In our previous blog, “Ever Wonder How USB Type-C Works”, one of the paramount features we discussed was the Type-C connector being used with third party peripherals in-addition to USB. The mode in which the Type-C cable assembly facilitates operation of “Alternate” protocols is called Alternate Mode. USB Type-C Alternate Mode specification allows MHL, DisplayPort, HDMI, and Thunderbolt over Type-C. Alternate Mode is an option made available to the USB Hosts; however, USB should be the preeminent interface to be exposed over Type-C assembly, justifying the tag ‘Alternate’.
Alternate Mode achieves the purpose by reconfiguring groups of available pins. It should be noted that all the pins are not available for reconfiguration during Alternate Mode. The pins A2, A3, B10, B11 and B2, B3, A10, A11 represent two pairs of differential signals available for USB Gen A and Gen B operation. During Alternate Mode, these pins are used for third party protocol traffic.
In addition, a pair of side buffer pins (A8, A9) are also available, however these pins are of no significance to USB. For example, per VESA Alt Mode specification for DisplayPort, differential pairs represent Main Link (Lane1-4) and side buffers are used to connect the Auxiliary channel.
How to Enter ‘Alternate Mode’
Downstream Facing Port (DFP) and Upstream Facing Ports (UFP) use Power Delivery’s Structured Vendor Defined Messages (VDMs) to discover, configure, enter or exit “Alternate” Modes. The Power Delivery traffic on CC pin, in the form of VDMs, could identify the alternate standards using 32-bit SVIDs (Standard or Vendor ID). SVIDs are allocated by the USB Implementers Forum and each SVID represents a unique protocol. A standard flow must be followed to recognize the Alternate Modes, so a UFP can support them. The minimum criteria before exchanging VDM messages with UFP is that the power contract between DFP and UFP should have been established.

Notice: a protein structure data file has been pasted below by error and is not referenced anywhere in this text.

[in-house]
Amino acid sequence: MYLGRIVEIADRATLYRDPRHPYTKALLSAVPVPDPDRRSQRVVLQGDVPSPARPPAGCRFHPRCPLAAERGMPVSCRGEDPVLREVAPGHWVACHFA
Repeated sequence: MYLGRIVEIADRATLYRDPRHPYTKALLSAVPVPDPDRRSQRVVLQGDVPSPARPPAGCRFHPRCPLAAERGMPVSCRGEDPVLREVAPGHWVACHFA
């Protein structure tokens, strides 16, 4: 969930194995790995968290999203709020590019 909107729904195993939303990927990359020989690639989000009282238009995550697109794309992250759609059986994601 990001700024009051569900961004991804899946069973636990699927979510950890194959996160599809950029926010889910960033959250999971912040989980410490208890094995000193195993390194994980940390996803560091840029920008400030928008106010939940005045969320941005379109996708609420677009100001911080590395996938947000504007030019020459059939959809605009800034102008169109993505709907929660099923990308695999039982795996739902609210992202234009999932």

A unique SVID can represent multiple modes.
DFP can probe UFP for available modes.
UFP will respond with VDOs (VDM have data objects called VDOs), which have information about the modes available.
DFP can request mode entry/exit. UFP will respond with an ACK or NAK depending on if it accepts or rejects the mode entry/exit. Once ‘Enter Mode’ message exchange is complete, the Pins available for reconfiguration are assigned to the peripheral for which the mode entry was requested.
Type-C with Alternate Mode, a connector which is light and diminutively “form factored”, provides convenience to High Definition audio video consumers. With USB literally being universal and USB 3.2 on the horizon with an expected 20Gbps data transfer at its disposal, we can only imagine what wonders the Type-C connector can do using Alternate Mode across a broad spectrum of protocols and applications.
Synopsys’ USB Type-C™ Subsystem Verification Solution is being adopted rapidly and in production by many Synopsys customers. Read more about Adoption of Synopsys’ USB Type-C Subsystem Verification Solution by ASIX. For more information on Synopsys’ VIP for USB 3.1, 3.0, 2.0, USB PD, and verification subsystem solution for USB Type-C, please visit: www.synopsys.com/vip.
Recent Type-C blogs:
Ever Wonder How USB Type-C Works?
Authored by Prishkrit Abrol.